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In 104-degree heat, laborers weed between rows of hemp plants and Shi Farms in Pueblo. Seasonal workers are hired on for 5 months at a time, and this is the prime season. "I wanted this manager position so I could take care of these guys," Shi Farms manager David Quintanar, a Pueblo local whose parents immigrated from Mexico before he was born, said in 2019. (Nina Riggio, Special to The Colorado Sun)

DELTA COUNTY On a sunny fall day at the tail end of harvest season, wagons piled high with what looks like bushy, green tumbleweeds are rolling in caravans past a dry, rattling cornfield, heading toward a new hemp-processing plant near Delta.

These loads are piled high with hopes. Growers are banking on hemp to bring a payday that outstrips any other crop grown in the fertile Uncompahgre Valley. The shift to hemp is obvious in this valley: more than 250 registered hemp fields have replaced traditional crops like corn, soybeans and alfalfa. They fan out along U.S. 50 and line up on the mesas next to grain and vegetables.

Since December, when the federal 2018 Farm Bill moved hemp out of a controlled-substances drug classification and deemed it to be an ordinary commodity, growers around Delta and in all of Colorado’s agricultural regions have been racing to get in on the ground-level of a hemp frenzy. 

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It is driven by a big demand for the all-purpose, officially-unproven magic elixir of CBD oil. Consumers are snapping it up to treat everything from eczema to depression, and in the process, pushing the outer limits of profits for growers as sky high as $60,000 an acre.  

The promise of hemp riches that far outstrip the going rate for traditional crops has unleashed what growers are referring to as a modern version of the Gold Rush. This rush has the same outsized get-rich-quick dreams, the naivete, the flimflam profiteers and the downright crooks.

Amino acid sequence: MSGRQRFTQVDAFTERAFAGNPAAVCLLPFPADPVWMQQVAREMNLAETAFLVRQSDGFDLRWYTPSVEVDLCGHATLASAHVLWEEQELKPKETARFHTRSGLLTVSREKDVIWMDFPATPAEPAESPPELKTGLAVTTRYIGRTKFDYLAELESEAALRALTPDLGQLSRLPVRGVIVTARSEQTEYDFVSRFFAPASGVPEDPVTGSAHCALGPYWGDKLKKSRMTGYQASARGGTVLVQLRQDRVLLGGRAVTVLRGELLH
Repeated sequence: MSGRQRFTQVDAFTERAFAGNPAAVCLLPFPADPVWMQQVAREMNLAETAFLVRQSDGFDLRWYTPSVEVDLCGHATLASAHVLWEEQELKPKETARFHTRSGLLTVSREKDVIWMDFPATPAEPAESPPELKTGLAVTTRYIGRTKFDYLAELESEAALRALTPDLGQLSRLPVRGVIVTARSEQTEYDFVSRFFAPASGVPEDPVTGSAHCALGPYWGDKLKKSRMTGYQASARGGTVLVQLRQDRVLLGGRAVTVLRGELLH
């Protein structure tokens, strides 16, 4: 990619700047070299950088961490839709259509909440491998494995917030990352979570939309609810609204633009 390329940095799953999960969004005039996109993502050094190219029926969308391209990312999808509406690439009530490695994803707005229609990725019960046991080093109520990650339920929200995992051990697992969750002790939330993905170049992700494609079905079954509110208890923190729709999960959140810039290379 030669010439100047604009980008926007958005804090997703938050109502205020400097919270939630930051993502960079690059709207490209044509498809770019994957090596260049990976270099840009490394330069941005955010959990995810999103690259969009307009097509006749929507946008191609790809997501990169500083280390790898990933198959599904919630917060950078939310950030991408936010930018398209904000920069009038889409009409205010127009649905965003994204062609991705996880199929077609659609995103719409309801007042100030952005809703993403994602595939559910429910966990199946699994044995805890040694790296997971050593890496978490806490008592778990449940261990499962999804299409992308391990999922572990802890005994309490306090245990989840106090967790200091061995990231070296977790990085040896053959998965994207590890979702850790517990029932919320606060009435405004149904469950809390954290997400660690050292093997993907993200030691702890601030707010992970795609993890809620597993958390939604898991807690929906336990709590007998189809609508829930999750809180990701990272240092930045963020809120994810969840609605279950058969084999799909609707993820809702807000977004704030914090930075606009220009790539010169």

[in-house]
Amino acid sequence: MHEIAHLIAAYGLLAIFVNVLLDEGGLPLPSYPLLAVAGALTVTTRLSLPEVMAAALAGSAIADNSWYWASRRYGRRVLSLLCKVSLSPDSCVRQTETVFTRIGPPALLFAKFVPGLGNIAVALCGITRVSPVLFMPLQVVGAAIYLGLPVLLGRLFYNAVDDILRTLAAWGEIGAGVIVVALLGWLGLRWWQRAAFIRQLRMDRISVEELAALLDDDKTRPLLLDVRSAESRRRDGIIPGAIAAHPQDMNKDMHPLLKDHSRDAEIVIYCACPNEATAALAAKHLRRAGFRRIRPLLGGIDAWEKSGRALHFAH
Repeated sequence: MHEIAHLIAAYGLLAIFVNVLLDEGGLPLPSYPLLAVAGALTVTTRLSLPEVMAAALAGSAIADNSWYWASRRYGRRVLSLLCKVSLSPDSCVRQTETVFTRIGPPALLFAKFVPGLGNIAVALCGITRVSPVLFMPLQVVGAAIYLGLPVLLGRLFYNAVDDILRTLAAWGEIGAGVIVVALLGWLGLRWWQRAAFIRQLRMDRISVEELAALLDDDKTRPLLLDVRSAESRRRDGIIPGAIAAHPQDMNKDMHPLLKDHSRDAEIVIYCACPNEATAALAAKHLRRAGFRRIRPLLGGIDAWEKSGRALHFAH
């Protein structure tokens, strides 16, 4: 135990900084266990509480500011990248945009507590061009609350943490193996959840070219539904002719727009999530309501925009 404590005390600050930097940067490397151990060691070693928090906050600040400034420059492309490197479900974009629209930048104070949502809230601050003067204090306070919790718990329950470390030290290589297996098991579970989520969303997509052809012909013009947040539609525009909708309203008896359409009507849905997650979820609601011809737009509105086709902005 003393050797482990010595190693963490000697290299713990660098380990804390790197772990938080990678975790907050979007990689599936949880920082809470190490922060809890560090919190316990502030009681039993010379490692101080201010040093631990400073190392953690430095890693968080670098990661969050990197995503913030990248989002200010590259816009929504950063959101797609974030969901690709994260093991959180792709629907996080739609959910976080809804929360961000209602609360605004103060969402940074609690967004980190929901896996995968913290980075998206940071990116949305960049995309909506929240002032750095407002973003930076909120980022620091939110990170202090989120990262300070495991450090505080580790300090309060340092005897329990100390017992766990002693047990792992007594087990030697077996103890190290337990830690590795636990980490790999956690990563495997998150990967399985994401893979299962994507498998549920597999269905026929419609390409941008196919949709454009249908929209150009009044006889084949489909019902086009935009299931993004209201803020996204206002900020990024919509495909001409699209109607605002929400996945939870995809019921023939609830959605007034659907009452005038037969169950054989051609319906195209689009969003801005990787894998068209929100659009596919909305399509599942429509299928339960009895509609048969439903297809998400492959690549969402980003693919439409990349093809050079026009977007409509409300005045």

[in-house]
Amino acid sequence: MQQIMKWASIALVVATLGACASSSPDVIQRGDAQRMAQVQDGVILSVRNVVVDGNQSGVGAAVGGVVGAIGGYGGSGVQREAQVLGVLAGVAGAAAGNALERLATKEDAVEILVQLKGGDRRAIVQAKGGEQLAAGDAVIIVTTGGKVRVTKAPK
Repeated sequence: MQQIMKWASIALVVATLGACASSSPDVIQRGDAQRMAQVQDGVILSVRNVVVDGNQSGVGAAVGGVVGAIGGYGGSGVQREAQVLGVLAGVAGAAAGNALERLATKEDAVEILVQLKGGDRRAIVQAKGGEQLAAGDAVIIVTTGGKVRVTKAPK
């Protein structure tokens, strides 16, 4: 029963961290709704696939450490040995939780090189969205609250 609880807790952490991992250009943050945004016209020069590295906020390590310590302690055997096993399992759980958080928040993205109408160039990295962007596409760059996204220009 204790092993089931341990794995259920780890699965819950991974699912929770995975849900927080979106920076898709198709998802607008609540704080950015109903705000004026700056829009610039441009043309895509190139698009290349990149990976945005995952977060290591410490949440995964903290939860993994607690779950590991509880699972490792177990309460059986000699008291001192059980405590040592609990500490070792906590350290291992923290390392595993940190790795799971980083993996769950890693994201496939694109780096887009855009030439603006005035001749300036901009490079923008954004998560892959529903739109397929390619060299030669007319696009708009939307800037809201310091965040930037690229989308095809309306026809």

The payoffs are big for some who have learned to navigate the still-murky complexities of the newly legal status of hemp while also beating the traditional gamble involved in any farm crop. The failures can be huge for others.

“This started out as the Wild, Wild West. It evolved into a full-on 1894 Gold Rush. And it’s about to turn into a full-on Chicago fire,” said Matt Miles, a Uncompahgre Valley entrepreneur who recently opened the General Processing hemp plant in Delta.

The leaves a hemp plant sway in the wind as Paul Clift walks through the hemp field at Fern Farms outside of Greeley. (Joshua Polson, Special to The Colorado Sun)

Acres planted in hemp up by 50,000

Colorado now has five years of hemp-growing experience and leads the nation in production. In the past year, more than 80,000 acres have been planted by more than 2,500 registrants (the term the state uses in its accounting for those trying their hand at hemp growing.) That is a 50,000-acre jump from last year. 

Or, as Tom Lipetzky, with the Colorado Department of Agriculture, puts it, that is 50,000 acres of other crops that have been converted to hemp. Fifty-two of Colorado’s 64 counties now have registered hemp crops.

MORE: Wine, peaches and CBD: Hemp fills gaps in the Western Slope’s orchards and vineyards

Like the Uncompahgre Valley, the state’s other big agricultural areas around Greeley and Pueblo are welcoming hemp as a new-kid-on-the-block economic development driver.

Greeley is hosting increasingly popular hemp roundtables where management improvements and hoped-for state regulations are discussed by farmers who not that long ago were dead set against anything remotely related to cannabis. 

A $30 million hemp processing plant is slated to open there by the end of the year.

Pueblo County has created hemp-friendly zoning and planning regulations and is offering tax credits and cash grants for hemp operations that meet certain job quotas. Colorado City, a tiny Pueblo County community, just became home to the nation’s largest hemp processing facility. The 250,000-square-foot plant is projected to employ 250 people, a big deal in a town of fewer than 2,500.

The Colorado Department of Agriculture is jumping in to help the emerging hemp industry by partnering with nine other Colorado agencies and departments to create a hemp-help initiative called the Colorado Hemp Advancement and Management Plan

Covers everything from seed to sale

That plan, which builds on Gov. Jared Polis’ priority of promoting this high-value commodity, is examining the entire hemp supply chain – from cultivation to market. In the spring of 2020, the hemp advancement group is expected to have a management plan that will cover everything from seed procurement to selling hemp products.

But growers are complaining that is not quick enough: the state and federal governments are moving too slowly to accommodate the hemp rush and have not done enough to make it easier to grow what amounts to a new crop after a 48-year spell of prohibition. Quality controls on the final product – the CBD oil – are sorely lacking.

“I am Mr. Anti-regulation, trust me,” Miles said. “But we need some rules to level the playing field.”